This Durham LTP project is an exploration of Tanzania’s language, culture and art. Denise Baynham’s 3rd grade students at Club Blvd Humanities Magnet created photographic stories about Swahili and English proverbs and made miniature versions of kangas, the colorful cloths traditionally worn by women in East Africa. The project combines lessons in art, library research, reading, writing, photography, geography, and language.
Denise and I began by talking with her students about Tanzanian geography, culture and language. We looked at a map of Africa and then a map of Tanzania. We found the city of Arusha, Tanzania—a sister city of Durham, North Carolina. I shared some examples of self-portrait pictures and writings made by children in Arusha.
We introduced several Swahili words starting with karibuni (welcome) and asante (thank you). After mentioning the word safari, which means trip/journey, we looked for Mt. Kilimanjaro on the map. Students repeated a few words related to safaris such as Mbuyo (Baobab tree) and tembo (elephant). We also taught a few words associated with school like wanafunzi (students) and watoto (children).
For the next word, kanga, we showed the students pictures corresponding to two meanings of the word—the first picture was of a guinea fowl and the second a colorful cloth, the kind traditionally worn by women. Students recognized the connection between the colorful patterns on the bird and the fabric—which was blue with white polkadots.
Looking at the kangas we’d draped on the classroom’s bookshelves, students noticed their features—a border design, an image or motif in the middle of the rectangular cloth and a Swahili proverb written on the edge. We explained that women wear kangas to the market, men wear them at home, and families wrap their babies in them.
We talked about how kangas, with their written sayings and their motifs, send personal, social, religious or even political messages and are often given as gifts. We asked whether the t-shirts students had on that day expressed any messages and someone answered, pointing to a Carolina (UNC) shirt, “he loves Carolina.” Two girls’ shirts contained other messages—one with its Tinkerbelle design and another that said “Put me in the spotlight.”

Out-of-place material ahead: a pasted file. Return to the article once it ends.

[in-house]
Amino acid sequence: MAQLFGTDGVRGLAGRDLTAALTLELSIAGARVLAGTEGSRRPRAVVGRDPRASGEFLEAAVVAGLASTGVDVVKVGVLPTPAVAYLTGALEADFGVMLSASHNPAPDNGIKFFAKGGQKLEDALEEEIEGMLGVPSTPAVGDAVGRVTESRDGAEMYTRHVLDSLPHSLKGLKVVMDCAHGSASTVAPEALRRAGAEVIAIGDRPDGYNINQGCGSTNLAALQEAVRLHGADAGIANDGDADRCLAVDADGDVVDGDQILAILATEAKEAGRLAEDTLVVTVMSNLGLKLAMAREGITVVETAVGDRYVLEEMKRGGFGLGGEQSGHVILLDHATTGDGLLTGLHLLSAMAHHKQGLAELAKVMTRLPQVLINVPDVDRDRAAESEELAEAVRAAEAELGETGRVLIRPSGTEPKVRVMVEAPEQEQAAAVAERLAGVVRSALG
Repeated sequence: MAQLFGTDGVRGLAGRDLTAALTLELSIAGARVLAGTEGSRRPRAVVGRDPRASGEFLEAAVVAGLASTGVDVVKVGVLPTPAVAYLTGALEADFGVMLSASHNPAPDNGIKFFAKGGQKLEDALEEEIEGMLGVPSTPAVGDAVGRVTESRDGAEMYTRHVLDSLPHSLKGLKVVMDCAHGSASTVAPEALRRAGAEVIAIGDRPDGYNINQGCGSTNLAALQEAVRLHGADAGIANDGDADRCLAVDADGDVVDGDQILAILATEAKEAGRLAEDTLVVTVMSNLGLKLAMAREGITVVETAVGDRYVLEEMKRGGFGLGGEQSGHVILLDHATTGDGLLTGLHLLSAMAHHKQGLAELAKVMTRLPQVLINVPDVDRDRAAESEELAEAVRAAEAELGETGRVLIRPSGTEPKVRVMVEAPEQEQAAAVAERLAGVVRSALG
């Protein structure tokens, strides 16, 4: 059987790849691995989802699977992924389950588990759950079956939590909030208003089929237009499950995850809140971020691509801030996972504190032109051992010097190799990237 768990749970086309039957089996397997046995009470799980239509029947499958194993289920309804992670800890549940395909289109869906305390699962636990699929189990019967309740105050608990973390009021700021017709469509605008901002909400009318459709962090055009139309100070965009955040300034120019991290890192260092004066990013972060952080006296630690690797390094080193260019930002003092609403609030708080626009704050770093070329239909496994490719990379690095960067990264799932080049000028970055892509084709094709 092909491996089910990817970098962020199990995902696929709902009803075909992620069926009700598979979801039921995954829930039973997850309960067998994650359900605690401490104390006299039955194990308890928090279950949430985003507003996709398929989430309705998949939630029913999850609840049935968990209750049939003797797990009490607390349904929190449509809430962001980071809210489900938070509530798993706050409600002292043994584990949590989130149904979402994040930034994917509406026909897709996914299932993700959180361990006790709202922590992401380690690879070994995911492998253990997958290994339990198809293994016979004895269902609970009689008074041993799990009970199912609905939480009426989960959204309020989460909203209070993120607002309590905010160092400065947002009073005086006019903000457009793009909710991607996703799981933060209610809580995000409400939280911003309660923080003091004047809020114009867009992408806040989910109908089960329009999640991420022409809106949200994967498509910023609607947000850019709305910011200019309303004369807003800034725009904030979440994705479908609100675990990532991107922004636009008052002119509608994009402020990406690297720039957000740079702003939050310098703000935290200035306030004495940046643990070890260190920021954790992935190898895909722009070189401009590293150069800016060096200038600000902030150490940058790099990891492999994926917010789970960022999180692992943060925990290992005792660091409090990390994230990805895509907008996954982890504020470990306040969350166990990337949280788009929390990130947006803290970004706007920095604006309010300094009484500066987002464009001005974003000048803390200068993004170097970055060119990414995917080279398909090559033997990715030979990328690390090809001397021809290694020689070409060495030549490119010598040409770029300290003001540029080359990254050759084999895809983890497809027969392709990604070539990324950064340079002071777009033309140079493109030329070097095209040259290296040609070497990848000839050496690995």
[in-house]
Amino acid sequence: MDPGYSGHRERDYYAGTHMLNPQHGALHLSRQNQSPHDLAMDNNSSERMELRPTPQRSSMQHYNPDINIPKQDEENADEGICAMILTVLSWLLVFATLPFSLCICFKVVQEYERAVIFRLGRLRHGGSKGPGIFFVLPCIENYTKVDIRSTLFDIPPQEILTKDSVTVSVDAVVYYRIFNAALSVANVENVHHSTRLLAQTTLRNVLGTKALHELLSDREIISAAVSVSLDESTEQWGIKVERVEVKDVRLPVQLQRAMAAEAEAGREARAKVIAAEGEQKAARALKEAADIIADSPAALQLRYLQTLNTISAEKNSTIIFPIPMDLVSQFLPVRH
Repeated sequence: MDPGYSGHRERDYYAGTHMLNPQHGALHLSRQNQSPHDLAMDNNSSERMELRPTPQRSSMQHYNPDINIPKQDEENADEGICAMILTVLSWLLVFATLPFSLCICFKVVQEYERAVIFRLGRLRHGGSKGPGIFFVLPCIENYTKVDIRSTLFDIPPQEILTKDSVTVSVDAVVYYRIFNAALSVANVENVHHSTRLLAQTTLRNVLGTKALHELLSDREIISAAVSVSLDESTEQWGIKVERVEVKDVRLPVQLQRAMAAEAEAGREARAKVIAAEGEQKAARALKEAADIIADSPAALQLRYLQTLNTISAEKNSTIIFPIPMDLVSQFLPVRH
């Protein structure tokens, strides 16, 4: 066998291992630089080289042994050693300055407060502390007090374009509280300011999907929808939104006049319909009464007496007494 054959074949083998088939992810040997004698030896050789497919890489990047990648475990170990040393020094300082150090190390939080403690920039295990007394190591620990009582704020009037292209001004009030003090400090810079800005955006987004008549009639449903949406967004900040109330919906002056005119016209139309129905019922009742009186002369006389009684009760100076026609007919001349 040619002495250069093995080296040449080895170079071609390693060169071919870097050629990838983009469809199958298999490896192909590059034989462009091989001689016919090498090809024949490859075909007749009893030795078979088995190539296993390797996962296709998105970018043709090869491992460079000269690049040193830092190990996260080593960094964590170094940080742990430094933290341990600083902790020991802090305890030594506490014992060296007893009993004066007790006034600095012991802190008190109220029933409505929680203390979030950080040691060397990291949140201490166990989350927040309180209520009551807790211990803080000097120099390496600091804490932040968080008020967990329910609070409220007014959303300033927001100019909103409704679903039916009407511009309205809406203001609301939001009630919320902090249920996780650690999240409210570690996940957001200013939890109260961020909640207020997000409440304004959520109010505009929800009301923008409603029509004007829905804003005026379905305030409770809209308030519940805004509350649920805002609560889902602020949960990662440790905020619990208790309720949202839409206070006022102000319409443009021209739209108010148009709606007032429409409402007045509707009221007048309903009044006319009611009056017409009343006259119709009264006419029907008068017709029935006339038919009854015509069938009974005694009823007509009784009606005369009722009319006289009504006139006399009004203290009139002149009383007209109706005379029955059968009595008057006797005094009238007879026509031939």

We began talking about the meaning of one kanga’s proverb, which translated as “Love is blind.” One student guessed it meant, “you can’t see love, but you can feel love.” Another thought it meant, “you should love blind people.” Students became more curious about the red kanga with black teapots hanging by the window and asked, “what does that one say?” and “does the color matter?”
Students came up with ideas for the symbols they might put on a Kanga, suggesting such things as: a butterfly; God; a snake; an elephant; money; gold; a diamond; a shark; a peacock; a skull; a box with a dog jumping out of it, and so on.
Looking again at the picture of the guinea fowl, and thinking about how it related to the fabric, students saw the bird’s patterns and bright color and said it looked like the bird was wearing a cloth! We mentioned that these birds were known for being sociable, noisy, elegant, and having colorful spots.
These discussions led to other projects. In one, Denise’s students made miniature kangas. Using fruit and vegetables as stamps, students printed their kanga’s border design. In the center of the fabric, they drew a symbol, which at times connected to the proverb they chosen to write along the bottom edge.